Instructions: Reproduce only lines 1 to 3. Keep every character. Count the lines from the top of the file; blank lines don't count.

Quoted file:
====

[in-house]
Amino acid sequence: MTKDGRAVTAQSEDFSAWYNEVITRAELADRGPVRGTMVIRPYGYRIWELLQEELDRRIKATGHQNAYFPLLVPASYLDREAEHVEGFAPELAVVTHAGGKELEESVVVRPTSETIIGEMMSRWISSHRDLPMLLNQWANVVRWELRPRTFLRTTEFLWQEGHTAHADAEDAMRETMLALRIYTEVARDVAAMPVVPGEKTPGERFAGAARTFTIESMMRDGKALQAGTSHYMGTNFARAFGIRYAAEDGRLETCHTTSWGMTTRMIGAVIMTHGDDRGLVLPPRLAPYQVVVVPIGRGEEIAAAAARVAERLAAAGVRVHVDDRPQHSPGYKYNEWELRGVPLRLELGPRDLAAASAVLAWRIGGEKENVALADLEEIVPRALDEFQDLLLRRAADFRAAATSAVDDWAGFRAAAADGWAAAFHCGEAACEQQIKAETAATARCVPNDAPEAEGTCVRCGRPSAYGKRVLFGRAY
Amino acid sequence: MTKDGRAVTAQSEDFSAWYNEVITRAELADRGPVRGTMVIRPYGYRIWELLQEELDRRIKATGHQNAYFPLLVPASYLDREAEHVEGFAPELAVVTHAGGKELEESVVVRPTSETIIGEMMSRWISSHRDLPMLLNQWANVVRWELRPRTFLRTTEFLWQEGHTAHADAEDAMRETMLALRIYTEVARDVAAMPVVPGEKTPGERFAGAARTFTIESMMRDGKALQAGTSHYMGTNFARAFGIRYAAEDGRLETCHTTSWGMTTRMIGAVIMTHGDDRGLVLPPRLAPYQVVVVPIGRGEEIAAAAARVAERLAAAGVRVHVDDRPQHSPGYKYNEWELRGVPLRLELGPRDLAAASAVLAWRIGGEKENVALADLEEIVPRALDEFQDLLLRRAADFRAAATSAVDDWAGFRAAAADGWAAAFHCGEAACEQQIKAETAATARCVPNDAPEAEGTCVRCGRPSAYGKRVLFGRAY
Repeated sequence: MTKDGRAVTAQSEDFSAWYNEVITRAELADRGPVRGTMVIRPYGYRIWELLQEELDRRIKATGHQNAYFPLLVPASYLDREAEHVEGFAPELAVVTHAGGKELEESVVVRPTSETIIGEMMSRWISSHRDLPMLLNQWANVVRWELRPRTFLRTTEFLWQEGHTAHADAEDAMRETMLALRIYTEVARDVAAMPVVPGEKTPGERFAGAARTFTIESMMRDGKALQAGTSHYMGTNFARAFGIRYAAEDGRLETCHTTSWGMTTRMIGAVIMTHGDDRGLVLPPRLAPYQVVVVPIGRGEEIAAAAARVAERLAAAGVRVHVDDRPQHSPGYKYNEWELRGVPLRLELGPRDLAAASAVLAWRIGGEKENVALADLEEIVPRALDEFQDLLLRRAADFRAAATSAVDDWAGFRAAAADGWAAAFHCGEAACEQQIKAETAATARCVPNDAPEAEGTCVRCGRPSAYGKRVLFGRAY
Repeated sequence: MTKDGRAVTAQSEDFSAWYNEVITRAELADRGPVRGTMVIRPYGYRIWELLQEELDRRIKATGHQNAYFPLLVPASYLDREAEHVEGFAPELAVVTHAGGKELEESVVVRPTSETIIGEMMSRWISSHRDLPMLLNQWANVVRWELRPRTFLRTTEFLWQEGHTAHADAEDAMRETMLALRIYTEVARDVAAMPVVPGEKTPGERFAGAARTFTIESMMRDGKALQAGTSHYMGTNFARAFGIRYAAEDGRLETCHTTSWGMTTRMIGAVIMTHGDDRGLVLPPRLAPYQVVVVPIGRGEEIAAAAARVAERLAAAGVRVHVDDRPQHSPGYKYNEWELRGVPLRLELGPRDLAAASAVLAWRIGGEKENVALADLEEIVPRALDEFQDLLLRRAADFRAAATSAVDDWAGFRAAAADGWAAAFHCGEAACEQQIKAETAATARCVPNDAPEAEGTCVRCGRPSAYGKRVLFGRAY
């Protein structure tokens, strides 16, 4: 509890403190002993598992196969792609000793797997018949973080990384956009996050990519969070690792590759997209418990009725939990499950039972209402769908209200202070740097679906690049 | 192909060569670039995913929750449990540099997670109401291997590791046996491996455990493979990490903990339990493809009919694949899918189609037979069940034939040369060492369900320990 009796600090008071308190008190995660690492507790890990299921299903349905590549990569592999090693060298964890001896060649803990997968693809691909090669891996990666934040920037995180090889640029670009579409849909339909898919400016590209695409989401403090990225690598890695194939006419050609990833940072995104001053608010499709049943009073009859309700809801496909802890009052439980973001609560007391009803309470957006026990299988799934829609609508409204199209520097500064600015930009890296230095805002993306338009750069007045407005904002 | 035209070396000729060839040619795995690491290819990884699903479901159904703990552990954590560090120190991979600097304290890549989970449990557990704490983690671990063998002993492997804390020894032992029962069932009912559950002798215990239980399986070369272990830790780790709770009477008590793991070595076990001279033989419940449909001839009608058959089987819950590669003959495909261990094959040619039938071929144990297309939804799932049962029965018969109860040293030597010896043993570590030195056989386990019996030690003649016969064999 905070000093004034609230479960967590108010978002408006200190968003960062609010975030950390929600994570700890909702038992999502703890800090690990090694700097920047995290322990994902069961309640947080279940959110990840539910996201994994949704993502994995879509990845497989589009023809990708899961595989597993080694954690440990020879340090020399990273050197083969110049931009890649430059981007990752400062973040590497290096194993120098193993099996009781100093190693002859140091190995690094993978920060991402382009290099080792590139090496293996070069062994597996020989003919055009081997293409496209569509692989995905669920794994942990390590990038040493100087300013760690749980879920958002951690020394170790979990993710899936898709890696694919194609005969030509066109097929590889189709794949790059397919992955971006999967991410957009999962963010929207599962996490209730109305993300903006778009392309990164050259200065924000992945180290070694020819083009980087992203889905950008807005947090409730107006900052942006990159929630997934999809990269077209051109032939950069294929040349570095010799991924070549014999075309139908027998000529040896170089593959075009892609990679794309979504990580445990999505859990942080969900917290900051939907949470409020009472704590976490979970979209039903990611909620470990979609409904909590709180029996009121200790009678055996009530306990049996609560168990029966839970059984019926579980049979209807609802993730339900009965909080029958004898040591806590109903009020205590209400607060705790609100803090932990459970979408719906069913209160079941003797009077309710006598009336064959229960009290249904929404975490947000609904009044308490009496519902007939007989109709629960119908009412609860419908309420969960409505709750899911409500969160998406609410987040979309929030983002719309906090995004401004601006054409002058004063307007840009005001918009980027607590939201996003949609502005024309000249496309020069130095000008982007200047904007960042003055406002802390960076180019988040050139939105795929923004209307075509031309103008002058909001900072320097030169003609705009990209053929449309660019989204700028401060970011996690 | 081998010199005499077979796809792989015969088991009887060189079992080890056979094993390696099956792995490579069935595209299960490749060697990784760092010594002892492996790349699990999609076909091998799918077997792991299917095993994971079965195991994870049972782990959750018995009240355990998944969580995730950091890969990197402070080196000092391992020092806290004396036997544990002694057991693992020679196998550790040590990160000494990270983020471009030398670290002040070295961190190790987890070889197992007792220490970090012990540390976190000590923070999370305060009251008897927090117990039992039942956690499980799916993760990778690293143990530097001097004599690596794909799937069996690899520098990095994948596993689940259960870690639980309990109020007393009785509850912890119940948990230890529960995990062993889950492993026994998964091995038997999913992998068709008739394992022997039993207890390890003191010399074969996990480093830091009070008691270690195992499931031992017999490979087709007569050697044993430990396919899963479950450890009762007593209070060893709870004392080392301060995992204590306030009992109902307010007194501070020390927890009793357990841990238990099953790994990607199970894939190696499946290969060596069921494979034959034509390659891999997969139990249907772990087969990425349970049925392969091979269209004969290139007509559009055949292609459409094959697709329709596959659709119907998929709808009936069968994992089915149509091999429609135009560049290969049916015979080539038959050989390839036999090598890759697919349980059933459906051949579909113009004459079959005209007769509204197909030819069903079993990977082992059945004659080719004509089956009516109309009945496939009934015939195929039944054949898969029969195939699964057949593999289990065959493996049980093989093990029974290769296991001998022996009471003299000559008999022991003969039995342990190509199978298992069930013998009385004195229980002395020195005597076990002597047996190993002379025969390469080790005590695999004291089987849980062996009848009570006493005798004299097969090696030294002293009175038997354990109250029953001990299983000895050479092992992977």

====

[in-house]
Amino acid sequence: MTKDGRAVTAQSEDFSAWYNEVITRAELADRGPVRGTMVIRPYGYRIWELLQEELDRRIKATGHQNAYFPLLVPASYLDREAEHVEGFAPELAVVTHAGGKELEESVVVRPTSETIIGEMMSRWISSHRDLPMLLNQWANVVRWELRPRTFLRTTEFLWQEGHTAHADAEDAMRETMLALRIYTEVARDVAAMPVVPGEKTPGERFAGAARTFTIESMMRDGKALQAGTSHYMGTNFARAFGIRYAAEDGRLETCHTTSWGMTTRMIGAVIMTHGDDRGLVLPPRLAPYQVVVVPIGRGEEIAAAAARVAERLAAAGVRVHVDDRPQHSPGYKYNEWELRGVPLRLELGPRDLAAASAVLAWRIGGEKENVALADLEEIVPRALDEFQDLLLRRAADFRAAATSAVDDWAGFRAAAADGWAAAFHCGEAACEQQIKAETAATARCVPNDAPEAEGTCVRCGRPSAYGKRVLFGRAY
Amino acid sequence: MTKDGRAVTAQSEDFSAWYNEVITRAELADRGPVRGTMVIRPYGYRIWELLQEELDRRIKATGHQNAYFPLLVPASYLDREAEHVEGFAPELAVVTHAGGKELEESVVVRPTSETIIGEMMSRWISSHRDLPMLLNQWANVVRWELRPRTFLRTTEFLWQEGHTAHADAEDAMRETMLALRIYTEVARDVAAMPVVPGEKTPGERFAGAARTFTIESMMRDGKALQAGTSHYMGTNFARAFGIRYAAEDGRLETCHTTSWGMTTRMIGAVIMTHGDDRGLVLPPRLAPYQVVVVPIGRGEEIAAAAARVAERLAAAGVRVHVDDRPQHSPGYKYNEWELRGVPLRLELGPRDLAAASAVLAWRIGGEKENVALADLEEIVPRALDEFQDLLLRRAADFRAAATSAVDDWAGFRAAAADGWAAAFHCGEAACEQQIKAETAATARCVPNDAPEAEGTCVRCGRPSAYGKRVLFGRAY